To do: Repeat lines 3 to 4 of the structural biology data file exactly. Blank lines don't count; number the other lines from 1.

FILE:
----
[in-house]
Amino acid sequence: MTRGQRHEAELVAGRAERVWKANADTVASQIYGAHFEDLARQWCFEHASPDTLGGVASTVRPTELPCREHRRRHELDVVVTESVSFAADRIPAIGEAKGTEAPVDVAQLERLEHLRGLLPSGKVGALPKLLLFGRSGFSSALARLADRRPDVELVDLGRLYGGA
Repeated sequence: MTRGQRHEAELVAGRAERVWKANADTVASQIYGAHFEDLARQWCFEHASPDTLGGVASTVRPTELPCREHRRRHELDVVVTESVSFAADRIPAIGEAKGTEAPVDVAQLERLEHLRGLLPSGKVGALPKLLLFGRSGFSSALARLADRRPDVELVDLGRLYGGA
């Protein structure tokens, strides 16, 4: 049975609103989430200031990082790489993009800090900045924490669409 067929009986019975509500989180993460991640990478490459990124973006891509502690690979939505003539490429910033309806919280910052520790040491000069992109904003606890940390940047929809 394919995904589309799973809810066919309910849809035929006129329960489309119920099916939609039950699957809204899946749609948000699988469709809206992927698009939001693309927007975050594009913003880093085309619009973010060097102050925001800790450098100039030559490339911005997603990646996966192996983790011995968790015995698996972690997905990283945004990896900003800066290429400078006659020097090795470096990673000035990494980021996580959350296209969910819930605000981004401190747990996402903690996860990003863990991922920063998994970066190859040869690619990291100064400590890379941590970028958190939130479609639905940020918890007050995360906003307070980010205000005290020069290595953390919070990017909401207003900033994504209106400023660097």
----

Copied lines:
Repeated sequence: MTRGQRHEAELVAGRAERVWKANADTVASQIYGAHFEDLARQWCFEHASPDTLGGVASTVRPTELPCREHRRRHELDVVVTESVSFAADRIPAIGEAKGTEAPVDVAQLERLEHLRGLLPSGKVGALPKLLLFGRSGFSSALARLADRRPDVELVDLGRLYGGA
């Protein structure tokens, strides 16, 4: 049975609103989430200031990082790489993009800090900045924490669409 067929009986019975509500989180993460991640990478490459990124973006891509502690690979939505003539490429910033309806919280910052520790040491000069992109904003606890940390940047929809 394919995904589309799973809810066919309910849809035929006129329960489309119920099916939609039950699957809204899946749609948000699988469709809206992927698009939001693309927007975050594009913003880093085309619009973010060097102050925001800790450098100039030559490339911005997603990646996966192996983790011995968790015995698996972690997905990283945004990896900003800066290429400078006659020097090795470096990673000035990494980021996580959350296209969910819930605000981004401190747990996402903690996860990003863990991922920063998994970066190859040869690619990291100064400590890379941590970028958190939130479609639905940020918890007050995360906003307070980010205000005290020069290595953390919070990017909401207003900033994504209106400023660097």